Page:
Quite a bit of controversy has stirred up surrounding the release of Ridley Scott’s Exodus: Gods and Kings. On the one hand, many are upset about the casting of Anglo-Saxon actors in an ethnically inaccurate fashion. On the opposite side of the spectrum, Christians raise the usual complaints about supposed Biblical inaccuracies. Unfortunately, all of these vehement debates distract from an accurate judgment of the film on its own terms, and while it may possess a few structural flaws, Exodus proves a solid and compelling retelling of a well-worn tale.
Scott, armed with an excellent cast of actors (setting the controversy aside for the moment), attempts to anchor his retelling of the Exodus account firmly in the development of characters, with admittedly mixed results. Christian Bale proves a worthy Moses, a prince of Egypt raised a royal warrior, whose true identity lies with the Hebrew people his kingdom has enslaved. Moses struggles with commands from God, relayed to him through a young child messenger, questioning the necessity and justice of God’s wrath visited upon the Egyptians, while also exhibiting violent tendencies himself, a logical result of his own upbringing. Moses’ relationship with his Midianite family in exile, particularly with Zipporah, however, feels shortchanged, rushed through in a spotty first act that sets up the action to come, but does not give enough screen-time to key emotional bonds.
Moses’ relationships with his Egyptian family also feel stilted in this prologue, revealing significant relational dynamics without allowing them to truly breathe. My sneaking suspicion is that a good amount of material was cut to fit a shorter run-time, and this would not be the first time Scott has been shortchanged with a theatrical cut (I optimistically hope a director’s cut will eventually remedy some of these problems). I find it hard to believe that Sigourney Weaver was cast as Queen of Egypt only to have her pitting of Moses and Ramses against each other simply mentioned in passing. This is only one example of several plot ideas that are briefly addressed but fail to develop to their full potential.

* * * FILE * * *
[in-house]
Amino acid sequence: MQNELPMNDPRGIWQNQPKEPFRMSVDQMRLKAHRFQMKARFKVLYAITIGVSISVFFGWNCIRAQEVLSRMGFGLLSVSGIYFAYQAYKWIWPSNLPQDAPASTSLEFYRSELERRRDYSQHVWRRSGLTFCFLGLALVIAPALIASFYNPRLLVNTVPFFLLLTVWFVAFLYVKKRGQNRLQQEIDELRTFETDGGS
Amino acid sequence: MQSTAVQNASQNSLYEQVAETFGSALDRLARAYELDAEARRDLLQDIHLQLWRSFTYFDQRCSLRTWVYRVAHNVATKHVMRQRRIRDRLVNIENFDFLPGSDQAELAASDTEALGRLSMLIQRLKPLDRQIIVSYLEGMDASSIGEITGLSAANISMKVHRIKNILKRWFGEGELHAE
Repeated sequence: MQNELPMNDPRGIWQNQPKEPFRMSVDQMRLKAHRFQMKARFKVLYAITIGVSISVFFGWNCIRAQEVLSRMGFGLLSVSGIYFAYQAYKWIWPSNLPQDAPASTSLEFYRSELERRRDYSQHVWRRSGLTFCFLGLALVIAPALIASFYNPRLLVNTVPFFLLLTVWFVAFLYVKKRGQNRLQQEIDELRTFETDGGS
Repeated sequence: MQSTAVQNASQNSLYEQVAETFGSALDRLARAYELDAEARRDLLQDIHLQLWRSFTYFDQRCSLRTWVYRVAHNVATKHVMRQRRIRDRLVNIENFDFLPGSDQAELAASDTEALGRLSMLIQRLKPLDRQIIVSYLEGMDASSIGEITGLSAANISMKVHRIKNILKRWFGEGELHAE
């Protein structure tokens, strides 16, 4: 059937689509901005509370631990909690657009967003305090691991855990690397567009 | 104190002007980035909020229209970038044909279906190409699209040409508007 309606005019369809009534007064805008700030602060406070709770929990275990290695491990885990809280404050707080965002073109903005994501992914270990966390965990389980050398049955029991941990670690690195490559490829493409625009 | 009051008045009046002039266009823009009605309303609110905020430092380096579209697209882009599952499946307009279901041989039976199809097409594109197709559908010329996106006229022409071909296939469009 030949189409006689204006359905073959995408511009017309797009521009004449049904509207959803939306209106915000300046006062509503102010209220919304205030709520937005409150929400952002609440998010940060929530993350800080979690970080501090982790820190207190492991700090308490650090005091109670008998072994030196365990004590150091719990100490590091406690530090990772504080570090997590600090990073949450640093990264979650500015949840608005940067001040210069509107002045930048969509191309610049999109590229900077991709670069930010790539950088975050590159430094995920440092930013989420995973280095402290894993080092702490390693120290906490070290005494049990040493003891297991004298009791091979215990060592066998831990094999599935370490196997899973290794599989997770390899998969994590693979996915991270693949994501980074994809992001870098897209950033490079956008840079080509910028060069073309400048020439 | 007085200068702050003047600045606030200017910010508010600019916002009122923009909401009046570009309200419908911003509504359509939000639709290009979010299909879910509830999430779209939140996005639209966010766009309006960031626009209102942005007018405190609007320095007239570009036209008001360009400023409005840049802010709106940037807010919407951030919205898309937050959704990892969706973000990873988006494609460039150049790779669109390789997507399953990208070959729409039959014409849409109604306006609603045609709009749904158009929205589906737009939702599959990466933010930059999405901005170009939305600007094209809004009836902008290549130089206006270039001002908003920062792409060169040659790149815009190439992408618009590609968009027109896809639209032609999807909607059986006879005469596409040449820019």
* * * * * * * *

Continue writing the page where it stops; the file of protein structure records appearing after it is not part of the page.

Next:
Mentioning Ramses, however, brings us to the true strength of Exodus: Joel Edgerton. His performance as Ramses is a revelation, and once the film brings us to the showdown between the royal brothers it begins to feel less like the story of Moses and more like the tragic descent and humbling of a proud Pharaoh. Edgerton packs his performance full of broiling, seething emotion: confusion, anger, and surprising tenderness all appear. Scott’s crafting of Ramses provides the film’s most complex and compelling material. Edgerton lays on the intensity as a vain and insecure tyrant while also allowing the audience to glimpse a deep and human desire for familial love, born from his perceived rejection by his father. It is a nuanced portrayal of an iconic figure, one that culminates in increasingly heart-wrenching scenes, the most potent of which coming when Ramses confronts Moses holding the body of his dead son, truthfully and honestly asking “what kind of fanatics worship such a God?”
Scott’s keen visual eye and penchant for epic action shines throughout Exodus. The Egyptian army is carefully and powerfully shot, represented as an unstoppable force of nature through wide sweeping vistas, and the plagues are terrifyingly horrific and realistic. No other film adaptation has so potently provoked the instinctive revulsion inherent in understanding God’s justice in the Exodus account. The parting of the Red Sea is magnificently staged, reveling in the supernatural spectacle of the entire affair while keeping the narrative focus clearly on the conflict between Ramses and Moses. Scott’s decision to portray God’s messenger as a young child also adds an eerie dynamic, tapping into the Scriptural thematic motif of the weak shaming the strong, while simultaneously creating a certain queasiness with the idea a little boy calling out for destructive retributive justice.
Exodus might flounder a bit at its conclusion, when characters initially underdeveloped prove vital to important character arcs, but these are relatively minor complaints when taken in consideration of the whole. Scott has crafted a biblical epic that remains faithful to the heart of this old story while probing new and often uncomfortable questions of faith. The answers to these questions will vary widely from viewer to viewer, but Scott is to be commended for humanizing Ramses in a manner not seen before. Ironically, it removes him from his godlike pedestal much like God himself does through the plagues. While Exodus: Gods and Kings may not reach the transcendent heights of The Ten Commandments or The Prince of Egypt, it is a worthy addition to Hollywood’s Exodus canon, providing provocative, thrilling storytelling of a spiritual nature on a grand scale, and in the end, what more can one ask of a biblical epic?